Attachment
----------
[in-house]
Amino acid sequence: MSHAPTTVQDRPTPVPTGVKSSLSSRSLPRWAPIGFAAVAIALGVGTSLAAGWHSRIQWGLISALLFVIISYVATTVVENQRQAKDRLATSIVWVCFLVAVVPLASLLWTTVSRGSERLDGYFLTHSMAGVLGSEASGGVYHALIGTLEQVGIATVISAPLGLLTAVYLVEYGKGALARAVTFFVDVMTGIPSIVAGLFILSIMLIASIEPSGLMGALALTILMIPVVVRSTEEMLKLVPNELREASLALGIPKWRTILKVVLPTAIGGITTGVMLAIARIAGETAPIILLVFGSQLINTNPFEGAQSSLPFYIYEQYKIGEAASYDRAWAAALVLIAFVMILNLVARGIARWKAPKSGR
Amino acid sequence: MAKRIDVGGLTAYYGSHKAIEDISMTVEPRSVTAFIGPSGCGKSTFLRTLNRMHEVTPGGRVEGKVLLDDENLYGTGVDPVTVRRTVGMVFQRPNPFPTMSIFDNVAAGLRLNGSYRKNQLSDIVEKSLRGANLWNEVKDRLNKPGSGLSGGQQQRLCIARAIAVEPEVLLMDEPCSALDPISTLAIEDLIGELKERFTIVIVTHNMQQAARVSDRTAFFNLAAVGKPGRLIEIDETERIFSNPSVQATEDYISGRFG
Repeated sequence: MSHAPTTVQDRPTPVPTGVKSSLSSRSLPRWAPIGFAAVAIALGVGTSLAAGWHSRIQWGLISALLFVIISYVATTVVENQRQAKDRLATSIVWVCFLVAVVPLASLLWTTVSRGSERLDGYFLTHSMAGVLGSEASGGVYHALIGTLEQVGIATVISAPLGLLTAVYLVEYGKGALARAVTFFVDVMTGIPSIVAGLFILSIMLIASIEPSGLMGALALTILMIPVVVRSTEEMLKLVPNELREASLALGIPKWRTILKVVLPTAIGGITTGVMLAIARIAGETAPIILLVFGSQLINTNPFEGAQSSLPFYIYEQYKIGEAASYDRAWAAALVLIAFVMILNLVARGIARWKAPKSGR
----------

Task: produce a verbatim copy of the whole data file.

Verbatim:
[in-house]
Amino acid sequence: MSHAPTTVQDRPTPVPTGVKSSLSSRSLPRWAPIGFAAVAIALGVGTSLAAGWHSRIQWGLISALLFVIISYVATTVVENQRQAKDRLATSIVWVCFLVAVVPLASLLWTTVSRGSERLDGYFLTHSMAGVLGSEASGGVYHALIGTLEQVGIATVISAPLGLLTAVYLVEYGKGALARAVTFFVDVMTGIPSIVAGLFILSIMLIASIEPSGLMGALALTILMIPVVVRSTEEMLKLVPNELREASLALGIPKWRTILKVVLPTAIGGITTGVMLAIARIAGETAPIILLVFGSQLINTNPFEGAQSSLPFYIYEQYKIGEAASYDRAWAAALVLIAFVMILNLVARGIARWKAPKSGR
Amino acid sequence: MAKRIDVGGLTAYYGSHKAIEDISMTVEPRSVTAFIGPSGCGKSTFLRTLNRMHEVTPGGRVEGKVLLDDENLYGTGVDPVTVRRTVGMVFQRPNPFPTMSIFDNVAAGLRLNGSYRKNQLSDIVEKSLRGANLWNEVKDRLNKPGSGLSGGQQQRLCIARAIAVEPEVLLMDEPCSALDPISTLAIEDLIGELKERFTIVIVTHNMQQAARVSDRTAFFNLAAVGKPGRLIEIDETERIFSNPSVQATEDYISGRFG
Repeated sequence: MSHAPTTVQDRPTPVPTGVKSSLSSRSLPRWAPIGFAAVAIALGVGTSLAAGWHSRIQWGLISALLFVIISYVATTVVENQRQAKDRLATSIVWVCFLVAVVPLASLLWTTVSRGSERLDGYFLTHSMAGVLGSEASGGVYHALIGTLEQVGIATVISAPLGLLTAVYLVEYGKGALARAVTFFVDVMTGIPSIVAGLFILSIMLIASIEPSGLMGALALTILMIPVVVRSTEEMLKLVPNELREASLALGIPKWRTILKVVLPTAIGGITTGVMLAIARIAGETAPIILLVFGSQLINTNPFEGAQSSLPFYIYEQYKIGEAASYDRAWAAALVLIAFVMILNLVARGIARWKAPKSGR